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[367] river below, for the passage of the enemy's boats beyond the reach of the guns of the fort.

Should the locality admit of such a canal, beyond the range of said guns, another enclosed battery, of four or five guns, will have to be constructed below Vicksburg, to command the ground over which said canal might be made.

The plans and profiles of these works must be left to your own judgment, and to the nature of the ground on which they are to be located. Their armament will consist of ten or twelve 8-inch and 10-inch guns, fifteen 42pound-ers, three 24-pounders, and several mortars, with a dozen field rifled guns, and half a dozen 24-pounder howitzers; those being all the guns we can spare at present for the defence of the river at that point.

The total garrison will consist of about three thousand men. There should be ample space in those works for magazines-traverses in every direction, field bomb-proofs, and a few storehouses and cisterns.

Acting Captains John M. Reid and Pattison, also Acting Lieutenant John H. Reid, have been ordered to report to you for the construction of these works. The two Reids (father and son) I am well acquainted with; they were for years employed by me in the construction of my forts in Louisiana. They are very reliable, practical men, and will be of much assistance to you; the other gentleman I am not personally acquainted with. Colonel Aubrey, military commander of Vicksburg, has been ordered to afford you all the assistance in his power, in the collection of men and materials for the construction of said works. About one thousand negroes have been ordered to report to you with their tools, etc., immediately; but, should you not be able to procure them otherwise, you will impress them at once. You must put forth all your energy to complete those works as soon as practicable, and report their progress every week.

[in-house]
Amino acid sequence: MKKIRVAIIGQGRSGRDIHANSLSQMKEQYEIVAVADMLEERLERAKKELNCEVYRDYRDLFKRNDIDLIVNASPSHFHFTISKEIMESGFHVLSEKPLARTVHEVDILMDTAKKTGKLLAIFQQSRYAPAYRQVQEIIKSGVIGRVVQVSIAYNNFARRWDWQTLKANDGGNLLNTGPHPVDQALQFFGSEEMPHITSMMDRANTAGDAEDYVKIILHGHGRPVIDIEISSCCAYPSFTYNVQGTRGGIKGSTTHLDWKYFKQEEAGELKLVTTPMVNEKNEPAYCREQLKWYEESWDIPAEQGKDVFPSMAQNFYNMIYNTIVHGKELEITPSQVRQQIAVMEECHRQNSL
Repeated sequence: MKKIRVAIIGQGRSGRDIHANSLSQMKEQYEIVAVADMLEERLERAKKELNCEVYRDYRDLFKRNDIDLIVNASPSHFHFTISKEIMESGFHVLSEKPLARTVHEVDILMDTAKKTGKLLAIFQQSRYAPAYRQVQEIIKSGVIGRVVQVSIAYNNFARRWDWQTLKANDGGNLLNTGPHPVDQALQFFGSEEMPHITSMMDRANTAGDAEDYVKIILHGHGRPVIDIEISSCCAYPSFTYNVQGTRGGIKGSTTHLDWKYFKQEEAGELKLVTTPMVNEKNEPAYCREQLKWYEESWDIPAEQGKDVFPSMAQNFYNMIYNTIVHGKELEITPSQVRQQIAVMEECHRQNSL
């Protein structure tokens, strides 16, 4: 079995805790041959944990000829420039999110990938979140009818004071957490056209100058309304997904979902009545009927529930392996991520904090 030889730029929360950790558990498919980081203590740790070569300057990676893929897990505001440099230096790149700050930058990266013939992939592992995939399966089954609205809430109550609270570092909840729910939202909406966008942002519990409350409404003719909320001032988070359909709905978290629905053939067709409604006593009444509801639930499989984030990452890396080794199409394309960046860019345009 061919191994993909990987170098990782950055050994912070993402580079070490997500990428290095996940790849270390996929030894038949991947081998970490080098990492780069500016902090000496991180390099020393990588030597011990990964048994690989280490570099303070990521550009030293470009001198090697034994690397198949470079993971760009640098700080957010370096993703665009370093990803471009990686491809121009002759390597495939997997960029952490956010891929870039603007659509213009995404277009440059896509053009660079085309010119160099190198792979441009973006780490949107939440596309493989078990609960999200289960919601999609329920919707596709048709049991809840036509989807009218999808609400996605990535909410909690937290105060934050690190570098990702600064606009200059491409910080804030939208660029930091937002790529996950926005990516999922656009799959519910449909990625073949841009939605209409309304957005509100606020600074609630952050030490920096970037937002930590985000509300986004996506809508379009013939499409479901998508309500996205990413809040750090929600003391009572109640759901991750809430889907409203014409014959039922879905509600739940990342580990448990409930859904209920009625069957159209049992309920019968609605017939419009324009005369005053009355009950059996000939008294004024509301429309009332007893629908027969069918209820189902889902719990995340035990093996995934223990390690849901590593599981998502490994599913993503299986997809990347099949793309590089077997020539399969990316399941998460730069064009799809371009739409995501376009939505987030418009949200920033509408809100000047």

Respectfully, your obedient servant,

Nor was General Beauregard unmindful of the importance of strengthening and increasing the armament of Randolph, as appears by his letter to Commodore Pinckney, under date of April 24th, 1862.1

On the 27th Captain Harris answered that no batteries could be placed on the Mississippi banks to command the mouth of the Yazoo River, which is twelve miles above Vicksburg. He said it was proposed to pass into the Yazoo much valuable property, and obstruct the passage of the enemy's boats by booms, rafts, piling, and batteries, at a point eighteen miles above its mouth, and twelve miles from Vicksburg, where the highlands reach that stream; and he added, ‘Shall I order this work? I am now constructing ’

1 See letter in Appendix.

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